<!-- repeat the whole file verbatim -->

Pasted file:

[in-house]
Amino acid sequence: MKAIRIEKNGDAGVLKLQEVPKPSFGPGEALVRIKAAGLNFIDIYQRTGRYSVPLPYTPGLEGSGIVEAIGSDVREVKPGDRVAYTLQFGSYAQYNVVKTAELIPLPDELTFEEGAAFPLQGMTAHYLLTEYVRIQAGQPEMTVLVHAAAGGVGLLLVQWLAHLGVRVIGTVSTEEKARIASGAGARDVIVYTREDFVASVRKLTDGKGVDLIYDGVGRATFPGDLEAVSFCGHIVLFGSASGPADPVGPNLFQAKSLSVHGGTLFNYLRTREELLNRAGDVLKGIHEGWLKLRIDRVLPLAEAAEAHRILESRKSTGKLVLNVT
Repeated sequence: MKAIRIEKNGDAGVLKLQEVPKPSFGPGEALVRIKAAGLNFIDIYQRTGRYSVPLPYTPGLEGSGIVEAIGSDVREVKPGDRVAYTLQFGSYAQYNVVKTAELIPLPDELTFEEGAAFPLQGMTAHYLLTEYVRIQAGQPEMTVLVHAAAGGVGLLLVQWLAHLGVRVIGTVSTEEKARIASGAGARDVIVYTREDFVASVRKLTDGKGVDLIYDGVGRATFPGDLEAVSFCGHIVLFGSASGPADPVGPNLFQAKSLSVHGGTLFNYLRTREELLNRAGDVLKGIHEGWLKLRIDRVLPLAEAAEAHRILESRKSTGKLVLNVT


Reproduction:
[in-house]
Amino acid sequence: MKAIRIEKNGDAGVLKLQEVPKPSFGPGEALVRIKAAGLNFIDIYQRTGRYSVPLPYTPGLEGSGIVEAIGSDVREVKPGDRVAYTLQFGSYAQYNVVKTAELIPLPDELTFEEGAAFPLQGMTAHYLLTEYVRIQAGQPEMTVLVHAAAGGVGLLLVQWLAHLGVRVIGTVSTEEKARIASGAGARDVIVYTREDFVASVRKLTDGKGVDLIYDGVGRATFPGDLEAVSFCGHIVLFGSASGPADPVGPNLFQAKSLSVHGGTLFNYLRTREELLNRAGDVLKGIHEGWLKLRIDRVLPLAEAAEAHRILESRKSTGKLVLNVT
Repeated sequence: MKAIRIEKNGDAGVLKLQEVPKPSFGPGEALVRIKAAGLNFIDIYQRTGRYSVPLPYTPGLEGSGIVEAIGSDVREVKPGDRVAYTLQFGSYAQYNVVKTAELIPLPDELTFEEGAAFPLQGMTAHYLLTEYVRIQAGQPEMTVLVHAAAGGVGLLLVQWLAHLGVRVIGTVSTEEKARIASGAGARDVIVYTREDFVASVRKLTDGKGVDLIYDGVGRATFPGDLEAVSFCGHIVLFGSASGPADPVGPNLFQAKSLSVHGGTLFNYLRTREELLNRAGDVLKGIHEGWLKLRIDRVLPLAEAAEAHRILESRKSTGKLVLNVT